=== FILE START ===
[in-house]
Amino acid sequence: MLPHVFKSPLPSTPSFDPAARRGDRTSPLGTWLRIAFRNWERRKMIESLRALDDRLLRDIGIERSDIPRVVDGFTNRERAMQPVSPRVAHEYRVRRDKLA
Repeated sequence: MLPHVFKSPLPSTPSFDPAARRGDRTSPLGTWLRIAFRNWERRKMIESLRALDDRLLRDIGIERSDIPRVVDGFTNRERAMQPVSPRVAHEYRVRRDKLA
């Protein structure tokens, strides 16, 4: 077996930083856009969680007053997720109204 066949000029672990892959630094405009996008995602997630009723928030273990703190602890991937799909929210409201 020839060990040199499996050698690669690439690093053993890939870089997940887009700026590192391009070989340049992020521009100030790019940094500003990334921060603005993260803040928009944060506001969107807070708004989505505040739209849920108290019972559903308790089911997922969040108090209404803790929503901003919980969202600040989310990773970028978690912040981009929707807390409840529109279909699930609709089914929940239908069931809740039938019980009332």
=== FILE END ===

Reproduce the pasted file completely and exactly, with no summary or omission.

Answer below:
[in-house]
Amino acid sequence: MLPHVFKSPLPSTPSFDPAARRGDRTSPLGTWLRIAFRNWERRKMIESLRALDDRLLRDIGIERSDIPRVVDGFTNRERAMQPVSPRVAHEYRVRRDKLA
Repeated sequence: MLPHVFKSPLPSTPSFDPAARRGDRTSPLGTWLRIAFRNWERRKMIESLRALDDRLLRDIGIERSDIPRVVDGFTNRERAMQPVSPRVAHEYRVRRDKLA
């Protein structure tokens, strides 16, 4: 077996930083856009969680007053997720109204 066949000029672990892959630094405009996008995602997630009723928030273990703190602890991937799909929210409201 020839060990040199499996050698690669690439690093053993890939870089997940887009700026590192391009070989340049992020521009100030790019940094500003990334921060603005993260803040928009944060506001969107807070708004989505505040739209849920108290019972559903308790089911997922969040108090209404803790929503901003919980969202600040989310990773970028978690912040981009929707807390409840529109279909699930609709089914929940239908069931809740039938019980009332």